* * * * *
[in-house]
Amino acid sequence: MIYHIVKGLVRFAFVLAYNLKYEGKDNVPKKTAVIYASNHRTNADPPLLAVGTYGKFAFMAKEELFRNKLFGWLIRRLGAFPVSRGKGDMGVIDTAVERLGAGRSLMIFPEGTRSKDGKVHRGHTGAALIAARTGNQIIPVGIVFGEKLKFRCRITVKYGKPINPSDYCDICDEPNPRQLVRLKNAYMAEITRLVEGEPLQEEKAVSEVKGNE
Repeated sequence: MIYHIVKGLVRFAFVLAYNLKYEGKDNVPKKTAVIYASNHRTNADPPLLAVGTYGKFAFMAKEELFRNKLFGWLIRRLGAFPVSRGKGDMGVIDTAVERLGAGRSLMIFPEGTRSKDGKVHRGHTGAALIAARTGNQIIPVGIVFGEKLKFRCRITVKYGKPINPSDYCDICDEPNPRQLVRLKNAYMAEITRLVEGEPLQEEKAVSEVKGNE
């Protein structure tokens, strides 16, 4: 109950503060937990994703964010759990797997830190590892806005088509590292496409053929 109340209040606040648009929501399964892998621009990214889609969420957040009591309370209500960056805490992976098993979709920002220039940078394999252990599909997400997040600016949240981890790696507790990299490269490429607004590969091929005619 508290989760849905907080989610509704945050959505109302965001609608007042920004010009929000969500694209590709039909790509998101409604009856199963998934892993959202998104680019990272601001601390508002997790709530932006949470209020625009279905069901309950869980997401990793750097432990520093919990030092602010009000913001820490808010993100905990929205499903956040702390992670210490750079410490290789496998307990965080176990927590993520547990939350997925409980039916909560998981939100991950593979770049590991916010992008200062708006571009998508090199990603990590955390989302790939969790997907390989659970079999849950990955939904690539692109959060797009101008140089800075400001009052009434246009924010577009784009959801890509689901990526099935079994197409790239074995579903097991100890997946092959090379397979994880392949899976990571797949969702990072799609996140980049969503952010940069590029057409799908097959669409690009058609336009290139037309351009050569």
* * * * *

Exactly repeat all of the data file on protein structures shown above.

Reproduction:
[in-house]
Amino acid sequence: MIYHIVKGLVRFAFVLAYNLKYEGKDNVPKKTAVIYASNHRTNADPPLLAVGTYGKFAFMAKEELFRNKLFGWLIRRLGAFPVSRGKGDMGVIDTAVERLGAGRSLMIFPEGTRSKDGKVHRGHTGAALIAARTGNQIIPVGIVFGEKLKFRCRITVKYGKPINPSDYCDICDEPNPRQLVRLKNAYMAEITRLVEGEPLQEEKAVSEVKGNE
Repeated sequence: MIYHIVKGLVRFAFVLAYNLKYEGKDNVPKKTAVIYASNHRTNADPPLLAVGTYGKFAFMAKEELFRNKLFGWLIRRLGAFPVSRGKGDMGVIDTAVERLGAGRSLMIFPEGTRSKDGKVHRGHTGAALIAARTGNQIIPVGIVFGEKLKFRCRITVKYGKPINPSDYCDICDEPNPRQLVRLKNAYMAEITRLVEGEPLQEEKAVSEVKGNE
């Protein structure tokens, strides 16, 4: 109950503060937990994703964010759990797997830190590892806005088509590292496409053929 109340209040606040648009929501399964892998621009990214889609969420957040009591309370209500960056805490992976098993979709920002220039940078394999252990599909997400997040600016949240981890790696507790990299490269490429607004590969091929005619 508290989760849905907080989610509704945050959505109302965001609608007042920004010009929000969500694209590709039909790509998101409604009856199963998934892993959202998104680019990272601001601390508002997790709530932006949470209020625009279905069901309950869980997401990793750097432990520093919990030092602010009000913001820490808010993100905990929205499903956040702390992670210490750079410490290789496998307990965080176990927590993520547990939350997925409980039916909560998981939100991950593979770049590991916010992008200062708006571009998508090199990603990590955390989302790939969790997907390989659970079999849950990955939904690539692109959060797009101008140089800075400001009052009434246009924010577009784009959801890509689901990526099935079994197409790239074995579903097991100890997946092959090379397979994880392949899976990571797949969702990072799609996140980049969503952010940069590029057409799908097959669409690009058609336009290139037309351009050569």